Why purify your oligonucleotides?
Oligonucleotides are commercially synthesized by adding each base, one at a time, using chemical reactions. However, this process is not 100% efficient. The resulting product contains a mixture of full-length and truncated oligonucleotides, as well as a small amount of impurities left over from the synthesis process. Therefore, newly synthesized oligonucleotides undergo a purification step to eliminate the impurities and the less-than-full-length sequences. The type of purification you choose should be determined by your application, oligo length, potential modification(s), and the desired yield.
What is cartridge purification?
A common purification method is cartridge purification. It relies on capture of oligonucleotides that have a hydrophobic trityl group on their 5′-end. Normally the trityl protecting group is removed as the last step in each cycle to add a nucleotide to the oligo, but for cartridge purification, the trityl group is left on the last nucleotide as a “chromatographic handle”. As a result, material retained on the column is enriched for the full-length product; truncated species missing the trityl group are flushed through. The bound oligonucleotides are then eluted in an organic solvent, and the trityl group is removed by acid treatment.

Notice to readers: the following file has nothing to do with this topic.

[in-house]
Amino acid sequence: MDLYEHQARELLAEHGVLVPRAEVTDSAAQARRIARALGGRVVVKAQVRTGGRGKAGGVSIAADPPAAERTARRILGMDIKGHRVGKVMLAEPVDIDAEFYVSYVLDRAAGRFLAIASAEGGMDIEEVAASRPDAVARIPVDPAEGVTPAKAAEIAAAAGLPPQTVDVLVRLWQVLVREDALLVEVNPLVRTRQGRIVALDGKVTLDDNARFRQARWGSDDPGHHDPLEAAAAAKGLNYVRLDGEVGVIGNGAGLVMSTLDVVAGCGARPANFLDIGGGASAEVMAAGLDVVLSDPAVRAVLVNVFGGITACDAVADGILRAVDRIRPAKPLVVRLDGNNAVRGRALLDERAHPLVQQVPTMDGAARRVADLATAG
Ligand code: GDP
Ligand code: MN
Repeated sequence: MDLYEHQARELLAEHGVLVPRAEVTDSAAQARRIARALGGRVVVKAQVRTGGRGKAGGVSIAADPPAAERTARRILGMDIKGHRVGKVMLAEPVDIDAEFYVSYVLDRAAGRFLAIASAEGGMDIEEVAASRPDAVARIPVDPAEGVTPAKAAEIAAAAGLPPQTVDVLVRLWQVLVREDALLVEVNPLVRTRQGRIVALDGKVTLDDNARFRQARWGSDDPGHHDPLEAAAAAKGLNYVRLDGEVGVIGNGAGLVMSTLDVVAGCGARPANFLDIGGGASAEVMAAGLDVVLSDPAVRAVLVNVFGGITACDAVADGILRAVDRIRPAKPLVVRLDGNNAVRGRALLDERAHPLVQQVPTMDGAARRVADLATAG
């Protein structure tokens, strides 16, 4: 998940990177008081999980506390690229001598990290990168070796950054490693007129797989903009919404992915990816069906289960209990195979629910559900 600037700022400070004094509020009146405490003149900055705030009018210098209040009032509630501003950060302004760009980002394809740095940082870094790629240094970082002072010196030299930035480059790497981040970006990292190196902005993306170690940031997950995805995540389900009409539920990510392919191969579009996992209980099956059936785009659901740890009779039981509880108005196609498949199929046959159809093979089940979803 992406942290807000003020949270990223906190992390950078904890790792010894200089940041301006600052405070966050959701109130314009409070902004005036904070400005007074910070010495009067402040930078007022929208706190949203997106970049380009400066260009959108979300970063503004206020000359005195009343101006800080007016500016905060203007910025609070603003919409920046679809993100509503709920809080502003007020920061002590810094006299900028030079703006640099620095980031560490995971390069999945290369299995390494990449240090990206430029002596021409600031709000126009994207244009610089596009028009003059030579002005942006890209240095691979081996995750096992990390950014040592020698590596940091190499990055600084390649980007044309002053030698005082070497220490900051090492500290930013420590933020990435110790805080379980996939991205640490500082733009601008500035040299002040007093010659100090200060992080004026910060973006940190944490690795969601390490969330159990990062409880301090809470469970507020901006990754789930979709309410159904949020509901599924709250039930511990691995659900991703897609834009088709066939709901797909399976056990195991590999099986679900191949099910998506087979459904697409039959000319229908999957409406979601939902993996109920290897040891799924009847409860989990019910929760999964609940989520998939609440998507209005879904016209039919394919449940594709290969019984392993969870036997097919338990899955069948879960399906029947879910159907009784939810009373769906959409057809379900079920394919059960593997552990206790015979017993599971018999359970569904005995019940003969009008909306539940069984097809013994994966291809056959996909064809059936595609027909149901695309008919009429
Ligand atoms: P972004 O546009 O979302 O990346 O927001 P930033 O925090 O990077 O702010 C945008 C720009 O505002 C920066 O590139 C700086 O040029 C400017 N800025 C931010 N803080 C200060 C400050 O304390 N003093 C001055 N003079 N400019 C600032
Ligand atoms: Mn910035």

Can acid treatment damage my oligos?
Acid treatment performed on the oligo synthesizer is rapid and controlled. However, with cartridge purification, the acid treatment is less controlled and often damages some of the oligonucleotides. Acid treatment can introduce strand cleavage via a process known as acid depurination. In fact, these deleterious effects can be so severe that the quality of these cartridge-purified oligonucleotides can be worse than the unpurified oligonucleotides. We call this “cartridge depurification”. Depurination is detectable only when QC is performed; however, many manufacturers offering cartridge purification do not perform QC.
How does standard desalting differ from cartridge purification?
IDT does not use cartridge purification. Instead, we use a proprietary desalting technique to remove some of the truncation products and small organic contaminants from the synthesized oligonucleotide preparation. As shown in Figure 1A, our standard desalted oligonucleotides yield an equal or higher proportion of full-length oligos compared to cartridge-purified oligos supplied by 3 different manufacturers. In addition, our desalted oligos contain the lowest amount of n–1mer truncated fragments compared to cartridge-purified oligos from these same 3 suppliers (Figure 1B).
Figure 1. IDT proprietary, standard desalting process consistently delivers a high proportion full-length products. The quality of IDT standard desalted oligos was compared with that of cartridge-purified oligos supplied by 3 different manufacturers. Randomly selected oligonucleotides (n = 8) from each manufacturer were analyzed for full-length product and for n–1mers. (A) Purity of cartridge-purified oligos ranged from significantly worse to marginally better than IDT standard desalted oligos. (B) However, cartridge purification method increased the proportion of undesirable n-1mer oligo species in oligos from all 3 manufacturers.